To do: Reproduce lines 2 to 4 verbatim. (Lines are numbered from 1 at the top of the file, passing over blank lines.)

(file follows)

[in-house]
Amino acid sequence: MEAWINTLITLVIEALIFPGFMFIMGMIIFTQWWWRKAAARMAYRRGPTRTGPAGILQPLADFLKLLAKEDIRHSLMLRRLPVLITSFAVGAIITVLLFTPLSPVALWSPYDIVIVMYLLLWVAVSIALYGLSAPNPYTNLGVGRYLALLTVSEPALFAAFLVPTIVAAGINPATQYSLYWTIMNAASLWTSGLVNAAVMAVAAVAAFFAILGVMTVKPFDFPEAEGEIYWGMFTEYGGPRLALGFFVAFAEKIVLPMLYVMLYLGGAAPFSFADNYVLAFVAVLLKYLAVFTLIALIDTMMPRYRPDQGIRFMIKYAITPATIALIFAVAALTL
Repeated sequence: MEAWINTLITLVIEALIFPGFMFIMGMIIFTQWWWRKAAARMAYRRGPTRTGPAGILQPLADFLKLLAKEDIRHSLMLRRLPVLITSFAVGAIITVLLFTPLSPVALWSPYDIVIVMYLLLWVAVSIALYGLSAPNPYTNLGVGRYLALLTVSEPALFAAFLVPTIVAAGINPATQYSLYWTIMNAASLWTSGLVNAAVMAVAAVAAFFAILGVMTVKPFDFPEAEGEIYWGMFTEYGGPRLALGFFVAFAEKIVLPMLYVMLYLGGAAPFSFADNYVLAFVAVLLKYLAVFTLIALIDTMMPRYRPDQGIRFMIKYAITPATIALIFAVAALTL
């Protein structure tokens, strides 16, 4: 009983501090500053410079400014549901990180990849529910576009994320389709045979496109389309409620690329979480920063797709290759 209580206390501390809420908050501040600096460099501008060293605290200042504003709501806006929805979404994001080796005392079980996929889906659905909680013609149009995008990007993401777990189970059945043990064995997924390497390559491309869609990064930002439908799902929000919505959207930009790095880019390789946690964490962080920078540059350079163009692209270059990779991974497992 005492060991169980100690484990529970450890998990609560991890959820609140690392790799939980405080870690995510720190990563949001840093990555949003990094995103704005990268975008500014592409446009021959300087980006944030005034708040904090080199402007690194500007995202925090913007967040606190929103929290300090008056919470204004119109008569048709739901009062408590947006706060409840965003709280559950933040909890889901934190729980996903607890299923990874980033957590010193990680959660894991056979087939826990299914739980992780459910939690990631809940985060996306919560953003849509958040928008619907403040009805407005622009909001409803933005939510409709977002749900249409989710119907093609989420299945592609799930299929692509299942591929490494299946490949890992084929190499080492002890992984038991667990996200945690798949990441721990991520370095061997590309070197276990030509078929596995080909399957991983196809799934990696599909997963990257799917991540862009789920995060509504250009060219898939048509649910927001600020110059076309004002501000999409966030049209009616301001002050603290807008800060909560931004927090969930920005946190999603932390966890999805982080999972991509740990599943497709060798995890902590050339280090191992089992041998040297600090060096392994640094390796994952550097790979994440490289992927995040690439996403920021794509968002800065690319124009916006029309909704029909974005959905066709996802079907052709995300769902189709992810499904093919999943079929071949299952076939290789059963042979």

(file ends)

Amino acid sequence: MEAWINTLITLVIEALIFPGFMFIMGMIIFTQWWWRKAAARMAYRRGPTRTGPAGILQPLADFLKLLAKEDIRHSLMLRRLPVLITSFAVGAIITVLLFTPLSPVALWSPYDIVIVMYLLLWVAVSIALYGLSAPNPYTNLGVGRYLALLTVSEPALFAAFLVPTIVAAGINPATQYSLYWTIMNAASLWTSGLVNAAVMAVAAVAAFFAILGVMTVKPFDFPEAEGEIYWGMFTEYGGPRLALGFFVAFAEKIVLPMLYVMLYLGGAAPFSFADNYVLAFVAVLLKYLAVFTLIALIDTMMPRYRPDQGIRFMIKYAITPATIALIFAVAALTL
Repeated sequence: MEAWINTLITLVIEALIFPGFMFIMGMIIFTQWWWRKAAARMAYRRGPTRTGPAGILQPLADFLKLLAKEDIRHSLMLRRLPVLITSFAVGAIITVLLFTPLSPVALWSPYDIVIVMYLLLWVAVSIALYGLSAPNPYTNLGVGRYLALLTVSEPALFAAFLVPTIVAAGINPATQYSLYWTIMNAASLWTSGLVNAAVMAVAAVAAFFAILGVMTVKPFDFPEAEGEIYWGMFTEYGGPRLALGFFVAFAEKIVLPMLYVMLYLGGAAPFSFADNYVLAFVAVLLKYLAVFTLIALIDTMMPRYRPDQGIRFMIKYAITPATIALIFAVAALTL
């Protein structure tokens, strides 16, 4: 009983501090500053410079400014549901990180990849529910576009994320389709045979496109389309409620690329979480920063797709290759 209580206390501390809420908050501040600096460099501008060293605290200042504003709501806006929805979404994001080796005392079980996929889906659905909680013609149009995008990007993401777990189970059945043990064995997924390497390559491309869609990064930002439908799902929000919505959207930009790095880019390789946690964490962080920078540059350079163009692209270059990779991974497992 005492060991169980100690484990529970450890998990609560991890959820609140690392790799939980405080870690995510720190990563949001840093990555949003990094995103704005990268975008500014592409446009021959300087980006944030005034708040904090080199402007690194500007995202925090913007967040606190929103929290300090008056919470204004119109008569048709739901009062408590947006706060409840965003709280559950933040909890889901934190729980996903607890299923990874980033957590010193990680959660894991056979087939826990299914739980992780459910939690990631809940985060996306919560953003849509958040928008619907403040009805407005622009909001409803933005939510409709977002749900249409989710119907093609989420299945592609799930299929692509299942591929490494299946490949890992084929190499080492002890992984038991667990996200945690798949990441721990991520370095061997590309070197276990030509078929596995080909399957991983196809799934990696599909997963990257799917991540862009789920995060509504250009060219898939048509649910927001600020110059076309004002501000999409966030049209009616301001002050603290807008800060909560931004927090969930920005946190999603932390966890999805982080999972991509740990599943497709060798995890902590050339280090191992089992041998040297600090060096392994640094390796994952550097790979994440490289992927995040690439996403920021794509968002800065690319124009916006029309909704029909974005959905066709996802079907052709995300769902189709992810499904093919999943079929071949299952076939290789059963042979």